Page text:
Posts Tagged ‘ladies speedwell roadster’

pretty as a picture ... not

pretty as a picture … not

Chuck-out season isn’t finished yet, but so far I’ve had very mixed results – I first cut my finger on an unknown wreck of a bike while trying to assess whether it was worth dragging out of the rubbish for a Sturmey Archer hub. The wheel rims were so badly rusted they were like knives. I’m not usually so superstitious, but I then decided to leave it well alone.

Later on, I was lucky enough to find another ladies’ Speedwell Popular loop frame, though it falls in the category of ……”maybe I should just leave it alone too ? ”

green, gold, and rust

green, yellow, and rust

I think it would be suitable just as it is – for a wall display in a shop or cafe. It’s missing the chain guard but is otherwise complete.

I’m not sure, however, that I could make the paintwork look good again, as it’s really rusty in places.

oh dear....

oh dear….what have i done ?

The bike came from a low lying suburb of Eastern Lake Macquarie, which is a large salt lake known to mercilessly devour old and uncared for bicycles. It has the typical Renak 40H coaster with a track cog and lock-ring, and a Durex 32H front hub. The coaster has a very bent brake arm, but it may be save-able. Interestingly, the galvanised spokes are hardly rusted at all.

a no frills williams - i'm yet to check the date code on it

a no-frills Williams – i’m yet to check the date code on it.

The chain set is a Williams, and it’s the version without a removable ring, but at least it’s in good condition. Bottom bracket fittings are T.D.C., with a No.4 axle.

Wheels are 28″ – the 642mm version and are colour matched in green. I don’t think they are suitable for actual use anymore, however.

The saddle is a Bell ‘model 80’ in dreadful condition but the seat pin still has most of its chrome due to being left in the lowest position. This bike was parked next to a much newer MTB ready for collection – the people there probably thought I was mad, as I left their newer bike behind !


If I do fix this one up it will be a proper challenge, as it’s a frustrating example that is rustily tempting a repaint, yet still has enough of its original finish to hint .. “no”.

If the original finish is kept, a clear coat would be needed to stop the remaining paint flaking away completely.

See Ya !


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It was great to see some of the classic bikes of Newcastle gathered together again for this second-time-around Newcastle Tweed Ride.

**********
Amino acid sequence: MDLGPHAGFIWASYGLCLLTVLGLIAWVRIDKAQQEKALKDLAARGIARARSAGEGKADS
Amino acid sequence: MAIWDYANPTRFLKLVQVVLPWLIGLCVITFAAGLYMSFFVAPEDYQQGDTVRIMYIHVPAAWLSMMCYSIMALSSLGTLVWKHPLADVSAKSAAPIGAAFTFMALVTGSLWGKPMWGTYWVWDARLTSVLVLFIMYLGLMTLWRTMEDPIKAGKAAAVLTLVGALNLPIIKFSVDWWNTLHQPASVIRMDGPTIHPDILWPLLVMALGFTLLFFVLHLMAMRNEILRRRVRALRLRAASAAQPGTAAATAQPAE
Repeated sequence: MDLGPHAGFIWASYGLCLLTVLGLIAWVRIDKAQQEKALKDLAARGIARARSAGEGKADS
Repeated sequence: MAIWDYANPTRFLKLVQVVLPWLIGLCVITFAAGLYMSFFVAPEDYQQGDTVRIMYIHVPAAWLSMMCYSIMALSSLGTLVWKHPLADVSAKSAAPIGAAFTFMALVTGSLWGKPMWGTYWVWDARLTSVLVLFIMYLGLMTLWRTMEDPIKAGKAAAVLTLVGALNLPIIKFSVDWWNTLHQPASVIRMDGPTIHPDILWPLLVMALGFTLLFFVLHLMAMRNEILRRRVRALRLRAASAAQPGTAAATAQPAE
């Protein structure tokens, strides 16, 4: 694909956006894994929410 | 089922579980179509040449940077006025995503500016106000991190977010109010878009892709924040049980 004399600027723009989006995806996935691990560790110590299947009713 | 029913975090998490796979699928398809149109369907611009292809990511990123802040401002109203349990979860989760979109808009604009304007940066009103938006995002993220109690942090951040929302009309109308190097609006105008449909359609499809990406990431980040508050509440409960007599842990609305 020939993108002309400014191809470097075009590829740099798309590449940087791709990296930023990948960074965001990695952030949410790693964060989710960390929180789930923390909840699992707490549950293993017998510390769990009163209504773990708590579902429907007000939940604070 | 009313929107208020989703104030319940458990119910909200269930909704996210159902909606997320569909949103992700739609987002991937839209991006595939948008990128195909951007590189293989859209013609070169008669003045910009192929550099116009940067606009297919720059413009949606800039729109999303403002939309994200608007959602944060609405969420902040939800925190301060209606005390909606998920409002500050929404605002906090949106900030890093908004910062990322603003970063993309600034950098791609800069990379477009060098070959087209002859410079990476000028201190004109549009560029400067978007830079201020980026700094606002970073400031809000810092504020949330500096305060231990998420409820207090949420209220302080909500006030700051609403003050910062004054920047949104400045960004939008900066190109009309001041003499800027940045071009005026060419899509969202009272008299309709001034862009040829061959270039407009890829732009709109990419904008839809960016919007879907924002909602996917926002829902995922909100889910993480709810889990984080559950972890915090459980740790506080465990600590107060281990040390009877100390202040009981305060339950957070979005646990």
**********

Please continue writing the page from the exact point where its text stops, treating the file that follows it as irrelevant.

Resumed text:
Some overall views can be seen on the Facebook site “Newcastle Vintage Tweed Ride”, and on Vicki’s blog “Bicycles in Newcastle” (see blogroll), but here I will concentrate on a few favourite bikes seen there.

Firstly, some details of the only “Ordinary Bicycle” ( a.k.a penny farthing ) at the event – though hopefully there will be more next year. This one is a beautiful modern reproduction :


I don’t believe I’m the only one who thinks that modern performance bikes are becoming excessively complex and fussy, with manufacturers pushing minimal spoke counts, electronic gears, hydraulic brakes and such, but I wonder how many of these components or carbon frames would be easily recyclable AND look better than ever after sitting for a decade or two in a shed or beside the house ?
Hence the appeal of steel frames, coaster brakes, dynamo lights, and the other practically simple mechanicals of cycling.

a classy trek 520 tourer

a classy trek 520 tourer

And while I can drool as well as anyone over Reynolds, Campagnolo and Columbus, I have a real soft spot for the plain, everyday “bread-and-butter” bicycles of decades past :

malvern star touristar

malvern star touristar

This simply furnished Malvern Star “Touristar” is a great example. Removing anything further from it would be a visually backward step, yet adding accessories to it would also.

Therefore, it must surely be near perfect as it is..

Perhaps just losing the wheel reflectors and adding a classic pump and some metal rat-trap pedals ….?

There is just enough subtle patina to be charming, yet it’s in good enough original condition to have obviously been well loved.

Another favourite was this 26 inch wheeled Ladies’ Speedwell Roadster which has been lovingly – and practically – accessorised with “Brooks England” style and fitted with cream tyres and a red skirt guard.

And check out the beautiful Bell ladies’ model leather saddle !

How much nicer is this than the majority of modern “retro” bland step-through offerings ?

no, not a brooks !

no, not a brooks !

on the street

on the street

Another thing that I’m a known sucker for is the unrestored frame. In these two close-ups of a Speedwell and a Cyclops (?) roadster you can see the charm of rust and colourful scratches set against “modern classic” Sturmey Archer running gear in the form of their S2C hub.





The two-speed coaster brake kickback hubs being perhaps the closest thing ever to a “thinking person’s cable free non-fixed-gear bike”. Of course it would have been nice to see these bikes “all original”, but that’s difficult if their running gear was typically worn out, clunky, or rusted.



By keeping your classic frame original, many possibilities then remain for yourself or a future owner.

This desirable white Carlton road bike was at last year’s event. This year it came equipped with race wheels and fork mounted carry brackets, as if intended to be ridden to an event then raced. Wonderfully presented !

impressive carlton

impressive carlton

Finally, a Brompton with provenance – as the owner informed me that it was previously owned by the Blue Wiggle !


To see more, you will need to come to the event next year…

Happy Re-Cycling !

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